Today in military history: Charge of the Light Brigade - We Are The Mighty
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Today in military history: Charge of the Light Brigade

On Oct. 25, 1854, Lord James Cardigan led a cavalry charge against heavily-defended Russian artillery during the Crimean War.

The “Charge of the Light Brigade” has become shorthand for a military disaster, especially one that is filled with heroics but is still a catastrophe. In the actual Charge of the Light Brigade, approximately 670 men rode into the teeth of Russian artillery because their officers didn’t understand their orders and didn’t want to talk to one another.

In what was later revealed to be a gross misunderstanding, Cardigan received an order to attack the Russians. 

​​The order, written by Sir Richard Airey, read:

Lord Raglan wishes the cavalry to advance rapidly to the front – follow the enemy and try to prevent the enemy carrying away the guns. Troop Horse Artillery may accompany. French cavalry is on your left. R Airey. Immediate.

This would have been a valuable use of cavalry in what was an accepted practice at the time. Cavalry riding against artillery would have been able to close the gap between themselves and the enemy guns quickly, giving the enemy just enough time for one or two shots from the cannons. Once the cavalry reached the guns, they could have cut the gun crews to ribbons with their sabers.

Even better for the British, these were Russian cavalrymen retreating with Turkish guns. Chances are, they wouldn’t have attempted to fire the cannons at all, abandoning them or dying in their attempt to remove them.

But, Lord Raglan worded his orders with the assumption that Cardigan knew the Turkish cannons were being carried away. From their positions on the valley floor, neither Cardigan nor Lucan could see the former Turkish positions. When the order to attack came, they didn’t know what Russian guns they were being told to attack.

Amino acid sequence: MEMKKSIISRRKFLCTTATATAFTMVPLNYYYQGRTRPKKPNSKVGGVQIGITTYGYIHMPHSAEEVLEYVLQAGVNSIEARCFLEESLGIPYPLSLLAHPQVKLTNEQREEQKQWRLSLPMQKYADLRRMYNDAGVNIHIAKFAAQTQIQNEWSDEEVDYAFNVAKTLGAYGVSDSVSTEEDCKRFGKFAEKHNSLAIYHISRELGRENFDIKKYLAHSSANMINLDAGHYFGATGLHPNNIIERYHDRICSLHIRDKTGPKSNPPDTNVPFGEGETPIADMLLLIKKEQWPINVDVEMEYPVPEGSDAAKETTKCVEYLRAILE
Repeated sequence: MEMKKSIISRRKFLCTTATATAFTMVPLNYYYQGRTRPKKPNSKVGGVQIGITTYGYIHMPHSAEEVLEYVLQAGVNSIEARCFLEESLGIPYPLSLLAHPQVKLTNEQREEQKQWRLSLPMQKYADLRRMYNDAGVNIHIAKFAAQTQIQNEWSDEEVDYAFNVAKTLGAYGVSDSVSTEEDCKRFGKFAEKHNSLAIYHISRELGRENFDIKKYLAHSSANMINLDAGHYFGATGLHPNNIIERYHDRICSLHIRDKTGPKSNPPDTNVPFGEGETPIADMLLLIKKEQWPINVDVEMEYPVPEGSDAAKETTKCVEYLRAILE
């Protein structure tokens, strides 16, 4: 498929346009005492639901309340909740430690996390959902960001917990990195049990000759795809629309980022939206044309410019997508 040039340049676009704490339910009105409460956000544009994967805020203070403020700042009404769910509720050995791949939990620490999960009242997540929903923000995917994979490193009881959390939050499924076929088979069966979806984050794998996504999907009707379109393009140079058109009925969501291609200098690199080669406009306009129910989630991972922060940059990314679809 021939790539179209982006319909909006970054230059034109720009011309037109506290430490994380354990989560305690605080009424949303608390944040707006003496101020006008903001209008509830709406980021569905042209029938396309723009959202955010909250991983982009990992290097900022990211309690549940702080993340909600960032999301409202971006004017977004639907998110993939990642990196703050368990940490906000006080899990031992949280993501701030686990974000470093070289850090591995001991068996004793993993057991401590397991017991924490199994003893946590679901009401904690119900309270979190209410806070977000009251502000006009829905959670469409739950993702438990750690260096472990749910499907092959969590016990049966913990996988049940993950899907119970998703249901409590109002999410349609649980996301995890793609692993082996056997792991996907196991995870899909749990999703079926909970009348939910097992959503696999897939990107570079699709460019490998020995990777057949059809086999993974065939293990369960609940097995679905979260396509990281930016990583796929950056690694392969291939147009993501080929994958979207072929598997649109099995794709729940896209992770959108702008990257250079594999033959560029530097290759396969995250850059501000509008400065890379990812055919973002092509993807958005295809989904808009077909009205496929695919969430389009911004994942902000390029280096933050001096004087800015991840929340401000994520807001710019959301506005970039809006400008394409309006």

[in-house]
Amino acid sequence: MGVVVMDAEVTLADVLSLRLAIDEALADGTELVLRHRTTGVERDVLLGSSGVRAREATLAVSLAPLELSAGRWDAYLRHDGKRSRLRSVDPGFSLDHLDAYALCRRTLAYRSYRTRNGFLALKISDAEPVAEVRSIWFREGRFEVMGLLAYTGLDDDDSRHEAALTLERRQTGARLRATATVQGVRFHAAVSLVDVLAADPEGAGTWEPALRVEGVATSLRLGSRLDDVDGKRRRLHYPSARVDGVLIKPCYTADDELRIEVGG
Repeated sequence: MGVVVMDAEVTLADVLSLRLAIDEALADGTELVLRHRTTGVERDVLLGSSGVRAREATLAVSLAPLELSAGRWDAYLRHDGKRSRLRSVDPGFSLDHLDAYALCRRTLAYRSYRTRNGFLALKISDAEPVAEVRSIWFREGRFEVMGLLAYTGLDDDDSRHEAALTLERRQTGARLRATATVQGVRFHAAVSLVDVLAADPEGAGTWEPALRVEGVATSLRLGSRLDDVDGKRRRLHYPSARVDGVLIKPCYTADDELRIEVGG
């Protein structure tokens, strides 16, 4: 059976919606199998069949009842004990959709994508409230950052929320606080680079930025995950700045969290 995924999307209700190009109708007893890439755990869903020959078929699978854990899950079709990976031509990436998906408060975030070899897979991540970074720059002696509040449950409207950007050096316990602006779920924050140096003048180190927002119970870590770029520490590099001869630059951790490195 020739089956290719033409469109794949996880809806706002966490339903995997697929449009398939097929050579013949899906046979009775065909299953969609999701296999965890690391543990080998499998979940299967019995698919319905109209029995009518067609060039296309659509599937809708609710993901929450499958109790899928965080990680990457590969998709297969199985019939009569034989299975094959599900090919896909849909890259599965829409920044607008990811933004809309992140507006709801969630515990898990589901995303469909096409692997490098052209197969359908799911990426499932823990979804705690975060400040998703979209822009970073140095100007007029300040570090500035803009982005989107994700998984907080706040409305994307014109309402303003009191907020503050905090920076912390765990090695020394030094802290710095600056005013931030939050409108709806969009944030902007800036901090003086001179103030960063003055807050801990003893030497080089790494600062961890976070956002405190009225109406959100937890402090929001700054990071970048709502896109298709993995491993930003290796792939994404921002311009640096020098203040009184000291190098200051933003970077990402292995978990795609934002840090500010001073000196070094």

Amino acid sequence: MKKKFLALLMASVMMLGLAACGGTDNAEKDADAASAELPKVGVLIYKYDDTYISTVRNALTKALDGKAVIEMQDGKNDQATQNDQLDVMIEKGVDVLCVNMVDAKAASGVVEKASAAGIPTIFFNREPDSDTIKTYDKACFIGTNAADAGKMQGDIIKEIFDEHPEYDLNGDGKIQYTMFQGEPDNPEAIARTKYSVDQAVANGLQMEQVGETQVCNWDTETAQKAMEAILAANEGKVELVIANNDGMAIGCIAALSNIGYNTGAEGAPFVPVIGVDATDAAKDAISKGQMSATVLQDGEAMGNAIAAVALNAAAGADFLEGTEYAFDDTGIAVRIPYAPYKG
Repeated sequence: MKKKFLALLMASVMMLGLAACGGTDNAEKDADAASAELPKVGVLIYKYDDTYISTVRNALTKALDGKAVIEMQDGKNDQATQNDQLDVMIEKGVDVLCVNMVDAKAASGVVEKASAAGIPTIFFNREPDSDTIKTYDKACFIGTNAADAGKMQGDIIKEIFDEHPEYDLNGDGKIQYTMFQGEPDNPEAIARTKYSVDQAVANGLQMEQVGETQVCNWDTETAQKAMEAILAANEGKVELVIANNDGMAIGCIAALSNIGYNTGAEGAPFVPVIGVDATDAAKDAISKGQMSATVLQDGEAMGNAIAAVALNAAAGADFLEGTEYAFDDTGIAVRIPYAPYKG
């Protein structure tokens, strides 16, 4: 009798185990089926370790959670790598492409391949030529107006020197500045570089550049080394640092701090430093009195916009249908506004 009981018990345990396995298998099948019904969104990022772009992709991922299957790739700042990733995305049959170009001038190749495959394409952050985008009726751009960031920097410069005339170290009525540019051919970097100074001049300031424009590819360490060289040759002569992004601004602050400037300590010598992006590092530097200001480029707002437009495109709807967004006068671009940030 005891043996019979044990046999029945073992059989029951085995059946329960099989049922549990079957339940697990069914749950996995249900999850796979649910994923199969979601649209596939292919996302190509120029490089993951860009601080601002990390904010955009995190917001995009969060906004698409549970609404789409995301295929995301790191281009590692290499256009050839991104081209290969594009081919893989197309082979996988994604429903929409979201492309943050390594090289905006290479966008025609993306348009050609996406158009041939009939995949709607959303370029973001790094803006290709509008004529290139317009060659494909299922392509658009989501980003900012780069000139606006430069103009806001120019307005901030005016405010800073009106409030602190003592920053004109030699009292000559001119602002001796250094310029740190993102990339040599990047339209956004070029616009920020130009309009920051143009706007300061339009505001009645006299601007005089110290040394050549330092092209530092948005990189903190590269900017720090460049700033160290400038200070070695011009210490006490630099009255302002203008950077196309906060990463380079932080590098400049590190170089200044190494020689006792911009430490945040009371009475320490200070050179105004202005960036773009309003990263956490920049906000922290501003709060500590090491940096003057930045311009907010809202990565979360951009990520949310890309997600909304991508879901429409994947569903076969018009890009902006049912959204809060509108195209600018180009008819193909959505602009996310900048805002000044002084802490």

This is where a quick conference between the commanders or clearly written orders would have saved everything. But Raglan and Airey provided unclear orders and the courier who carried the orders may have indicated the wrong target for attack. Cardigan and Lucan, the two cavalry commanders, hated each other. (Cardigan had married Lucan’s sister but the couple later separated, embarrassing Lucan.)

So, Lucan simply passed the order to Cardigan and the cavalry mounted for an attack. 

Though the advance was futile, about 500 cavalrymen of the Light Brigade galloped straight through the Russian guns and the whole body of two-thousand strong Russian cavalry.

Cardigan survived the attack, but his forces were decimated, suffering forty percent casualties. He was nonetheless hailed as a hero throughout England and the bravery of the attack has been remembered ever since. 

Fun fact: The cardigan sweater was named for Lord Cardigan and modeled after the garment worn by his forces to keep warm.

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